Published by Communications and Public Affairs (519) 824-4120, Ext. 56982 or 53338
March 31, 2003
Graduate wins prestigious NSERC prize
A recent University of Guelph graduate has been named the winner of the 2003 Howard Alper Post-doctoral Prize, the most prestigious post-doctoral award made by the Natural Sciences and Engineering Research Council (NSERC).
Ryan Gregory, who received his PhD in zoology from U of G last month, was recognized for his work in the evolutionary significance of genome size diversity. The announcement was made in Ottawa today by Industry Minister Allan Rock and NSERC president Tom Brzustowski. Gregory is currently working as an NSERC Post-doctoral Fellow at the American Museum of Natural History’s Institute for Comparative Genomics.
Awarded for the first time in 2001, the Alper Prize is considered one of Canada's premier science and research honours. Every year, an NSERC post-doctoral fellow in one of the natural sciences or engineering disciplines receives the award in recognition of academic excellence and potential for a research career.The winner is awarded $20,000 in addition to their $35,000 fellowship. The 2003 prize will be formally presented during a ceremony in Ottawa at the end of the year.
“I am deeply honoured by the award, and hope to live up to the expectations that go along with it,” Gregory said today. “I am a very proud Canadian, and hope to contribute as much as I can to Canadian science and society in the future.” He added he plans to return to Canada after finishing his NSERC post-doctoral fellowship in New York City.
Gregory, the author of numerous articles published in international science journals, is already considered a leader in his field. While at U of G, he compiled the world’s largest database of animal genome sizes as part of his doctoral research. The online collection includes about 3,000 animal genomes and has become a critical resource for scientists worldwide. Gregory said creating the database revealed that one of the major shortcomings of current comparative genomics is the lack of data about the genome size of invertebrates. So as part of his PhD research, he used a new computerized image analysis technique to make first-time measurements of the genomes of about 400 invertebrates, ranging from insects to spiders to earthworms. He is continuing his invertebrate genome work at the American Museum of Natural History.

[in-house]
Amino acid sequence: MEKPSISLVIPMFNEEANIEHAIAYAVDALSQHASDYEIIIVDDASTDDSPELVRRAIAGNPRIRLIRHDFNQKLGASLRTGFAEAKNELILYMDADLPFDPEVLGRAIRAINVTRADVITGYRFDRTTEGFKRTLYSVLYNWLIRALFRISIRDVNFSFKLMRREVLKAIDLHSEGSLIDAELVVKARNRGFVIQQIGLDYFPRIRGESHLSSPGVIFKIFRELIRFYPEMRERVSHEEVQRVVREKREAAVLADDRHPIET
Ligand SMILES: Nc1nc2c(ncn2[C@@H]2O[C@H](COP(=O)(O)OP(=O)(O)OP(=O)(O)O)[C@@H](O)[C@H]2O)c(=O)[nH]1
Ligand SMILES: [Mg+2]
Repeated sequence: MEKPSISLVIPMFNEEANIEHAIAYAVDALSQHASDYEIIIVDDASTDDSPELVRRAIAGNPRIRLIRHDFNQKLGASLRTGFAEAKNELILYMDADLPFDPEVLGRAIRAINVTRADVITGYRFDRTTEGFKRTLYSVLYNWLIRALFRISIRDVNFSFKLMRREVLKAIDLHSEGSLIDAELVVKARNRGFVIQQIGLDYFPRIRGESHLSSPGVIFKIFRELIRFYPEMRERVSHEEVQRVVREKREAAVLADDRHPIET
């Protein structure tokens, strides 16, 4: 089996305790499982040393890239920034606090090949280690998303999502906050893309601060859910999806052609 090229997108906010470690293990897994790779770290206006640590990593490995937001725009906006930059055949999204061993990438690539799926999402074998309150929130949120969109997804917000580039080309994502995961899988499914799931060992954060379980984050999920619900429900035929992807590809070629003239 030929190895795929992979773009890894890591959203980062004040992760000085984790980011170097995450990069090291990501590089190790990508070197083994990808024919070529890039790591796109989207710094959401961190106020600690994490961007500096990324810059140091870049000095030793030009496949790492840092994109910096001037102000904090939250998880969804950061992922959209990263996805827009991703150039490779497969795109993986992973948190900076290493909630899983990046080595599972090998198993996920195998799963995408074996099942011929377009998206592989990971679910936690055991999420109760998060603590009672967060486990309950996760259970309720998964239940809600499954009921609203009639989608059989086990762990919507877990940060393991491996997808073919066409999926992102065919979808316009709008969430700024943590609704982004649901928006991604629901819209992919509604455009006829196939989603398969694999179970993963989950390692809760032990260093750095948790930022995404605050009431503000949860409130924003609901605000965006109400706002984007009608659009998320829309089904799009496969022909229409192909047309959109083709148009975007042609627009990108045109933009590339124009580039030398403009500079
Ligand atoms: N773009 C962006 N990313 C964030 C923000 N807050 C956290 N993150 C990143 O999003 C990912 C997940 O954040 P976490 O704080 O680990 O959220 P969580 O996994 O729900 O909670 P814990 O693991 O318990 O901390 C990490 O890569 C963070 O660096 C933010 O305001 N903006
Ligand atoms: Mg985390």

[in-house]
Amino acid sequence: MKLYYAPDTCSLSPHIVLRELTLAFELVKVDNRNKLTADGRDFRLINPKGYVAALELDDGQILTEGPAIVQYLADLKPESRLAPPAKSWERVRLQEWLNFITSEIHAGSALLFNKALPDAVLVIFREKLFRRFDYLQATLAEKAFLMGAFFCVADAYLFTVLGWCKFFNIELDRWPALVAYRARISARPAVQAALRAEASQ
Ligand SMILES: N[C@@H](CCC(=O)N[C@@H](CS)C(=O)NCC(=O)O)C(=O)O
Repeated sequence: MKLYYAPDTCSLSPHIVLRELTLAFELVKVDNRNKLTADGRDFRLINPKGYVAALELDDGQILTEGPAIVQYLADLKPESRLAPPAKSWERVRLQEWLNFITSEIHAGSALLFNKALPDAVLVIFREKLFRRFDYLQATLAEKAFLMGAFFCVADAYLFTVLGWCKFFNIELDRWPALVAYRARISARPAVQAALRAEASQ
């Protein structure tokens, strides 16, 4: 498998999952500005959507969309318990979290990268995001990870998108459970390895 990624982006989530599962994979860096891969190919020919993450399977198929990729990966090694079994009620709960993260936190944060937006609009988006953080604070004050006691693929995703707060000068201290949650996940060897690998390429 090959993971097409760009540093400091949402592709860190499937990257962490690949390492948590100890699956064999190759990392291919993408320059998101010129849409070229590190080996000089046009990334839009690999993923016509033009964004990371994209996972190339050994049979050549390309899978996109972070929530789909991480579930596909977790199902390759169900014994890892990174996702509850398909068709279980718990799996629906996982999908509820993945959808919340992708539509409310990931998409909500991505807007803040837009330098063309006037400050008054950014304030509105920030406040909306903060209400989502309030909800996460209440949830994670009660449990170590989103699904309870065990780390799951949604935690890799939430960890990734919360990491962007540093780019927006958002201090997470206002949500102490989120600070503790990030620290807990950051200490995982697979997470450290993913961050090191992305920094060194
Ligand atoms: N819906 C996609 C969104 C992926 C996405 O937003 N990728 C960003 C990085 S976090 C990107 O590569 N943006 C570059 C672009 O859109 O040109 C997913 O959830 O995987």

“I am delighted that Ryan has won the Alper Prize because he is an exceptionally talented student,” said zoology professor Paul Hebert, who was Gregory’s supervisor and whom Gregory credits for sparking his interest in genome size research. “Ryan has made a major mark on the field of genome size evolution, in part because of his exceptional abilities as a writer.” Hebert added that Gregory also helped develop a new method for genome size determinations that is displacing traditional analytical approaches. “He has begun to fill the void that exists in our understanding of genome sizes for many groups of smaller animals, information that is of key importance in targeting species for full genomic sequencing studies.”
The Alper Prize is named for Howard Alper, president of the Royal Society of Canada and a chemistry professor and vice-rector, research, at the University of Ottawa. In 2000, Alper received the first Gerhard Herzberg Canada Gold Medal in Science and Engineering and donated $100,000 of the proceeds towards establishing the award. Alper says the prize is “an acknowledgment of outstanding accomplishments and exceptional promise for the future.”
NSERC is the primary federal agency investing in people, discovery and innovation in science and technology. The council supports both basic university research through grants and project research through partnerships among universities, governments and the private sector.
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